A Cure for Wellness

Rated: R

WARNING: Contains Spoilers 

        While it’s a premise that’s been done to death, I couldn’t help but want to see
A Cure for Wellness after seeing the trailers on TV. The premise goes like this: For some reason a man is sent to a “wellness facility” to retrieve his boss, but ends up caught there himself. It’s been done with Shutter Island, (which I love), and (to a degree) with The Snake Pit, and Girl Interrupted, and One Flew Over the Cuckoo’s Nest, and 28 Days, and countless others over the years,  and it’s a premise that I can’t help but want to see every time.
        Unfortunately though, I should’ve saved my money and time. I’m not saying the entire film was garbage, just that there were many opportunities for this film to be better than it is, that the filmmakers ignored.  For example, the film’s runtime is 2 hours 26 minutes, but it was obvious at many points throughout that it could’ve easily been cut to 2 hours or less. There were many scenes that could’ve been cut entirely, or at least dramatically shortened, and none of the film’s quality or story would’ve been lost.
        Another thing I didn’t like about it was the way it jumped around. I understand that plenty of films interrupt the timeline to add in past actions of their characters, but usually it’s done in a way that the audience can at least piece together by the end. In
A Cure for Wellness this wasn’t the case. There are scenes of the main character’s past peppered throughout the film with no context, and that may, or may not have actually happened to him.  One such scene includes his mother’s cremation, which he attends, but earlier in the film he’s shown to already be in Switzerland when this supposedly happened, which muddles things considerably for those of us trying to make sense of it all.
        And then there’s the ending, which I already mentioned seemed to go on forever. The last 15-20 minutes of a film is supposed to be the conclusion of the events that have transpired, for better or worse. These crucial minutes are supposed to tie up the loose ends left throughout the rest of the story, and show the audience why everything transpired in the first place. Sadly this didn’t happen in
A Cure for Wellness.
        The conclusion (if you can call it that) for this film did nothing but leave a bad taste in my mouth, right down to the closing shot. Just when I thought things had gotten beyond creepy (the “why” this all happened), the film trudges on for another 26 minutes bringing the disgusting confusion to a whole new level. From eels being the elixir of life, to a now faceless man attempting to sleep with his own daughter, to cult members living for over 200 years, the last minutes of this film leave one more bewildered than satisfied. The final shot shows the main character, Lockhart, and Hannah (the leader’s daughter) racing towards town on a bike, with Lockhart flashing a terrifying and sinister grin at all who care to look. There’s no reason for that. If anything he should be relieved to finally have left the awful grips of the place, but instead we’re left to wonder if this was all a part of some nefarious plan. That scene, and the smile in particular, just doesn’t fit.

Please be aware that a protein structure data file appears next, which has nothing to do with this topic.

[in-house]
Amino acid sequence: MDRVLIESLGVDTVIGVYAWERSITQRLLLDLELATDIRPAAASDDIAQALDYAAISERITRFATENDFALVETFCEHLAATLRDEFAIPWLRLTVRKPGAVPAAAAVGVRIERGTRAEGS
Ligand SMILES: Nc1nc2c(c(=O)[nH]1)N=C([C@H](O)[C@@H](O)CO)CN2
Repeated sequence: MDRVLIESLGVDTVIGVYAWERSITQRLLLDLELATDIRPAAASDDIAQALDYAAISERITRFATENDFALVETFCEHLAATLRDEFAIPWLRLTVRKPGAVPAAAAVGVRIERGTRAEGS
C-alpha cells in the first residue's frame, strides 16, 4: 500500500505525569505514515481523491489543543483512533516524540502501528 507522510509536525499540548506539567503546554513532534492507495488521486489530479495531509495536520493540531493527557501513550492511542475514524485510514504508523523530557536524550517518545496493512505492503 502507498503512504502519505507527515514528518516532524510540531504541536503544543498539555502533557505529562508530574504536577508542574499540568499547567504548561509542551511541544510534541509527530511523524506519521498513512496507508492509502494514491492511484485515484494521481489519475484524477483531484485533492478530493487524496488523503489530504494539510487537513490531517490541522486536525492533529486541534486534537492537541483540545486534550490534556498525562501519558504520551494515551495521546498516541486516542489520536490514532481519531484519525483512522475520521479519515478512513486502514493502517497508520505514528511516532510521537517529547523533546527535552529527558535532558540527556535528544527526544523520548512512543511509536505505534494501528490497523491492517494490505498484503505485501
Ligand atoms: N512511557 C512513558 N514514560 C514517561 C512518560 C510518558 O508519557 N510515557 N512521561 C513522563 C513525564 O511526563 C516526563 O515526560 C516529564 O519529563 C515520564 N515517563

A Cure for Wellness tried its best to fill the shoes that Martin Scorsese left behind with Shutter Island, but what we’ve got instead is a child trying to fill a parent’s shoes. This film is nothing but a goofy attempt at horror and misses the mark completely. If I were you I’d stay home and watch Shutter Island again instead!

A Cure for Wellness is rated R, was directed by Gore Verbinski (the man behind The Pirates of the Caribbean Movies, so I definitely expected more!) and stars Dane Dehaan, Jason Isaacs and Mia Goth. It is currently in theaters.